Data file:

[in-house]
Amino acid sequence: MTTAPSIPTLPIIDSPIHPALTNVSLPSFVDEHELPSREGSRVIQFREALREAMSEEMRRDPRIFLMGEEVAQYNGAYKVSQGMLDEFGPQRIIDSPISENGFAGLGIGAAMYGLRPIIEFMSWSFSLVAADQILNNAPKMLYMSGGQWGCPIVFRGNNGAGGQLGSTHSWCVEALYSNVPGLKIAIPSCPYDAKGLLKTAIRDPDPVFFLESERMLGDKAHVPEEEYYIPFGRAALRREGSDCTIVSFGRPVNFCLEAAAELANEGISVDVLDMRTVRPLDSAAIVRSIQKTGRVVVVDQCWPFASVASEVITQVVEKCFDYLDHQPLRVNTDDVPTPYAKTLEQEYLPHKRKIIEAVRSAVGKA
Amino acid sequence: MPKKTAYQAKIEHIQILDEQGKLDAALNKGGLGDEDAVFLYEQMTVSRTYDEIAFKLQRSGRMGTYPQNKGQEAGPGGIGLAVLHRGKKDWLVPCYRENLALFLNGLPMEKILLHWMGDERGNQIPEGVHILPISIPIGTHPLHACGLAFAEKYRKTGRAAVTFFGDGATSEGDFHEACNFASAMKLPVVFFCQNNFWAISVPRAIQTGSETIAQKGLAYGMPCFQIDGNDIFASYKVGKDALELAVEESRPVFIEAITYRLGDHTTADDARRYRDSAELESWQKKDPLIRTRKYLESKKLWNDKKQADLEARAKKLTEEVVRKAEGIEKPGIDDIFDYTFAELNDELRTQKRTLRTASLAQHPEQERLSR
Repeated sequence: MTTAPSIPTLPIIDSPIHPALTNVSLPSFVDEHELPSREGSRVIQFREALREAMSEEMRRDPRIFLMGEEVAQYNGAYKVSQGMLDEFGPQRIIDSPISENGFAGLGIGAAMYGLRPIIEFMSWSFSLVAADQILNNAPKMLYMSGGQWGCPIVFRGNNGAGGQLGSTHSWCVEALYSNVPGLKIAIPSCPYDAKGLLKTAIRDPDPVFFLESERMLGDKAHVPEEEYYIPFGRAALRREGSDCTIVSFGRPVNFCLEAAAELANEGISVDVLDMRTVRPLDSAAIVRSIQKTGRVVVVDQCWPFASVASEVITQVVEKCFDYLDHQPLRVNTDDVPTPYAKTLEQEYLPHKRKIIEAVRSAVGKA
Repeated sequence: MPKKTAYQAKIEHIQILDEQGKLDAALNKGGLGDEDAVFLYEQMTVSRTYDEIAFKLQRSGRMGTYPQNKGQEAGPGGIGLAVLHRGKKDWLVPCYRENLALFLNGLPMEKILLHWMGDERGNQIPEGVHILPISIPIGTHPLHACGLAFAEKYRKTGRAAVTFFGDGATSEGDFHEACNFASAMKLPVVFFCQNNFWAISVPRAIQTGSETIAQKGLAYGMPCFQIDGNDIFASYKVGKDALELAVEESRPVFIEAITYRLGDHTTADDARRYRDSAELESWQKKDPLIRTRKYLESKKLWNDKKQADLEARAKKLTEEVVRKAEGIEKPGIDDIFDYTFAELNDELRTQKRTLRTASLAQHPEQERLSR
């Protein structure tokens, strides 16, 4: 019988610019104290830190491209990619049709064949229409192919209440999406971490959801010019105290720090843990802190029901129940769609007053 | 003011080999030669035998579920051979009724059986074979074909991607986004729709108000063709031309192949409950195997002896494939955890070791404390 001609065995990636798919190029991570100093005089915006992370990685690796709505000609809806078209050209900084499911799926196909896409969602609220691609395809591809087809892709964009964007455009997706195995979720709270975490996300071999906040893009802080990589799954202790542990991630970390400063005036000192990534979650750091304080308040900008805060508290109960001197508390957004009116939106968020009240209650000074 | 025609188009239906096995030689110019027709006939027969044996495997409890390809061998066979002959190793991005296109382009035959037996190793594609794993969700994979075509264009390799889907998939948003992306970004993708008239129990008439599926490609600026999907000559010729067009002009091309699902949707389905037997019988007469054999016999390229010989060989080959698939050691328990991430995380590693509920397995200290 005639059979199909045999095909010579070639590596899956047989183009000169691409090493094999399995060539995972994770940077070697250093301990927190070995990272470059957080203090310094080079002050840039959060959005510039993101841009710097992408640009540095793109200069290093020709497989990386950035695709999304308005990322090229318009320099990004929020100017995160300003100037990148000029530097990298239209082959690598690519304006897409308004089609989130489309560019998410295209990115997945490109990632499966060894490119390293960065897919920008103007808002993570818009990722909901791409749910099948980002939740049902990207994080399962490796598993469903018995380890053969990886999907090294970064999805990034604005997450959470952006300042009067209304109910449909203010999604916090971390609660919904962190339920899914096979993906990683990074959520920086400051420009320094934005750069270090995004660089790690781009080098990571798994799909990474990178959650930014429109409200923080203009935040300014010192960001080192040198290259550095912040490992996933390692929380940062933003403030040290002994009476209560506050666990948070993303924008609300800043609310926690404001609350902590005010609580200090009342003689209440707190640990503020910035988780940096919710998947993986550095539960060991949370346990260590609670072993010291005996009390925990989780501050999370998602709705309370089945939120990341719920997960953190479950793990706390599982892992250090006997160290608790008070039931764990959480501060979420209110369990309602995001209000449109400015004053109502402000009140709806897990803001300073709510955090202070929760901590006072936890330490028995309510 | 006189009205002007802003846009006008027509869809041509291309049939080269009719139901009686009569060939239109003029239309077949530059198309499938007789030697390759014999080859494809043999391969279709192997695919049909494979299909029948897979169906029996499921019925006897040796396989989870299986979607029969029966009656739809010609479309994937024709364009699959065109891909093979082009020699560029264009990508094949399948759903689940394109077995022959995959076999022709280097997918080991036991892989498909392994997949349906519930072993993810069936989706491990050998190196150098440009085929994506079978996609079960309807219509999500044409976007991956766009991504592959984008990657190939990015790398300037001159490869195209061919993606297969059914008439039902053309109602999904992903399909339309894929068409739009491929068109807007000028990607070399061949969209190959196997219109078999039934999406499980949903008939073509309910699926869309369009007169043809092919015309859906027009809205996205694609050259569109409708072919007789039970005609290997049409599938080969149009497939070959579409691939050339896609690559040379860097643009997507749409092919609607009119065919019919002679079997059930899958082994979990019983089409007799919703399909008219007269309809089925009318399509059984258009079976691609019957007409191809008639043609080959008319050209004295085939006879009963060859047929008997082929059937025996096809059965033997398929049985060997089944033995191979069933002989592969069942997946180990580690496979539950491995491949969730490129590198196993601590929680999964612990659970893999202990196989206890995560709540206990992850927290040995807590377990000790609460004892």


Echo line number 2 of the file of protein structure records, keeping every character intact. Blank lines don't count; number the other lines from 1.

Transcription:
Amino acid sequence: MTTAPSIPTLPIIDSPIHPALTNVSLPSFVDEHELPSREGSRVIQFREALREAMSEEMRRDPRIFLMGEEVAQYNGAYKVSQGMLDEFGPQRIIDSPISENGFAGLGIGAAMYGLRPIIEFMSWSFSLVAADQILNNAPKMLYMSGGQWGCPIVFRGNNGAGGQLGSTHSWCVEALYSNVPGLKIAIPSCPYDAKGLLKTAIRDPDPVFFLESERMLGDKAHVPEEEYYIPFGRAALRREGSDCTIVSFGRPVNFCLEAAAELANEGISVDVLDMRTVRPLDSAAIVRSIQKTGRVVVVDQCWPFASVASEVITQVVEKCFDYLDHQPLRVNTDDVPTPYAKTLEQEYLPHKRKIIEAVRSAVGKA